The authentic artist digs even deeper
There are many things that Beth Hart can be described as, but inauthentic isn’t one of them. Since she first broke through with the 1999 hit “LA Song (Out Of This Town),” she’s been turning out raw, emotional, blues-based songs to a devoted yet never quite a mainstream audience. She’s struggled with vices such as drug addiction and mental challenges such as bipolar disorder, but she’s always been very open about those issues and wears them on her sleeve. Twenty years after her first big song, she’s set to release a brand new album, titled War In My Mind.
It’s pretty obvious given Hart’s tumultuous past that the ‘war’ in her mind refers to all of her previous problems, so it makes sense that the singer describes War In My Mind as her most intimate and personal album yet. This winds up working out quite well because artists tend to always write their best music when it comes directly from the heart.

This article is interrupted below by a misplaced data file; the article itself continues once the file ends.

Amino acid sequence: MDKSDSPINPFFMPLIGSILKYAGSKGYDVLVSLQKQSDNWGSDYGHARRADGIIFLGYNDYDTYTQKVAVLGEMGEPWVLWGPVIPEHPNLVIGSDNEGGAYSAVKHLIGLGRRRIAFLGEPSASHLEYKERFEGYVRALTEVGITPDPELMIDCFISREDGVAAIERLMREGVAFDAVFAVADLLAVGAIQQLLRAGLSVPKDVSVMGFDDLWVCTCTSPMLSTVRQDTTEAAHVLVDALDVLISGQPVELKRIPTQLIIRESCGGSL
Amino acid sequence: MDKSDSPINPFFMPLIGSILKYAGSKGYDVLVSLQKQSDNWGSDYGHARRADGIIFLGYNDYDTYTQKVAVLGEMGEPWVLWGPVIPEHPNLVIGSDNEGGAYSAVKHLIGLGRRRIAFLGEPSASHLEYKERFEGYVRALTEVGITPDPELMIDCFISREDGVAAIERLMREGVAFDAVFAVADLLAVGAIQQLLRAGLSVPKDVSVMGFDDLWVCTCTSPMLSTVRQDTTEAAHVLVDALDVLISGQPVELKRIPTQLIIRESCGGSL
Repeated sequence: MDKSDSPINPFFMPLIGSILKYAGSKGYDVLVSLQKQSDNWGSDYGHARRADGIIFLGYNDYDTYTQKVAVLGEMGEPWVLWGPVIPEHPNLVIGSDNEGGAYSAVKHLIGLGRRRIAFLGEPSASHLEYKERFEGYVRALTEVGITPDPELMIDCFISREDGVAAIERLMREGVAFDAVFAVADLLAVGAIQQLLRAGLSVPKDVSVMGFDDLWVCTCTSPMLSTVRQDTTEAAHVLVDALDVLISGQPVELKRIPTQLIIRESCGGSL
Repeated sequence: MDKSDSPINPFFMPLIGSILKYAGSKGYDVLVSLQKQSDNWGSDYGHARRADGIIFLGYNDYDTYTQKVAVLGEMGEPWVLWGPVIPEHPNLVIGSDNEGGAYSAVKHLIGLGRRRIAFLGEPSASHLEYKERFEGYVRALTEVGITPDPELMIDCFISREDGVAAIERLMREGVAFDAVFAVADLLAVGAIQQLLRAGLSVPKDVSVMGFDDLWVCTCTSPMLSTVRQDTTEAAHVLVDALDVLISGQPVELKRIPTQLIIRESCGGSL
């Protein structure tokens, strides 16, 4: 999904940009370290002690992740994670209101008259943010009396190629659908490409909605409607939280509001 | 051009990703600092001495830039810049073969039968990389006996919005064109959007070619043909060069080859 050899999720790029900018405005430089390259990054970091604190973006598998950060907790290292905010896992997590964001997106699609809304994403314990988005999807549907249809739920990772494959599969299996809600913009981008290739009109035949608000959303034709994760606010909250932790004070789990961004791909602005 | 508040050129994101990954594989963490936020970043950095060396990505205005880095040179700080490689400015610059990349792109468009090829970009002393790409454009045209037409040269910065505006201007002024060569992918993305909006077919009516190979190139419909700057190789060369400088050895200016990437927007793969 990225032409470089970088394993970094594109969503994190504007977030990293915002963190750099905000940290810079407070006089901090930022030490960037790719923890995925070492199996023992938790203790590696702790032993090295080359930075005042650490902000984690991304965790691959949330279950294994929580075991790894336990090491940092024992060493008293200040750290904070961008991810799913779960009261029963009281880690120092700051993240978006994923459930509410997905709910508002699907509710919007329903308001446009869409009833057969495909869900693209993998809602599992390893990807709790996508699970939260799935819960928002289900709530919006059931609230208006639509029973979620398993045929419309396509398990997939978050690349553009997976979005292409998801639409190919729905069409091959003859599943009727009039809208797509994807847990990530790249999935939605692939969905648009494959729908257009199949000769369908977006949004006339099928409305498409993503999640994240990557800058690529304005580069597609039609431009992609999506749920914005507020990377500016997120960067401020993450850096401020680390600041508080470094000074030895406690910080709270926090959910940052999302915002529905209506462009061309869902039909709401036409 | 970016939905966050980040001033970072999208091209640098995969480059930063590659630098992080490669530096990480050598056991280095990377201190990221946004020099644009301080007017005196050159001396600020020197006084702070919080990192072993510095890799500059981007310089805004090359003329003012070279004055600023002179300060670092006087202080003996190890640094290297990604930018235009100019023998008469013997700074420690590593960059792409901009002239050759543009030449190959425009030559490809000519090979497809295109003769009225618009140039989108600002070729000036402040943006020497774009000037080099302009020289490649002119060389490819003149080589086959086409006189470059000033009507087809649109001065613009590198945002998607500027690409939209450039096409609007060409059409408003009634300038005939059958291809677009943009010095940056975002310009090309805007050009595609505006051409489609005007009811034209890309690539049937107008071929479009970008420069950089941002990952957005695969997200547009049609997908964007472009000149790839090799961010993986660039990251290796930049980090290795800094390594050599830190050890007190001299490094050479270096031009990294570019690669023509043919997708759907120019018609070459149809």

Hart opens her most recent journey into her soul with the bouncy, upbeat, piano-driven rocker “Bad Woman Blues,” and her powerful Adele-style contralto makes a vicious stamp right off the bat. But this turns out to be a massively misleading song: the rest of the album is largely somber, consisting of either slow blues jams or minimalistic musings. Don’t make the mistake of thinking this is a bad thing; her voice fits just as well over bare-bones arrangement as it does with a full band.
Despite the appeared homogeny in the songwriting, there are definitely some distinct moments on the album that can’t be missed. The soaring “Let It Grow” features uplifting lyrics accentuated by a call-and-response with a gospel choir. “Spanish Lullabies” sounds, Spanish influenced, with its sexy flamenco drumbeat and violent acoustic guitar strums. And in perhaps the most surprising moment, “Sugar Shack” adds backing synths and an EDM-influenced rhythm section to what would have otherwise been a jaunty blues number.
The only time where Hart runs into trouble is her occasional over-reliance on hooks. A couple of times she falls into the trap of repeating the song title several times in a row. But that’s merely a small negative, not enough to overrule the fact that War In My Mind is a fantastic listen.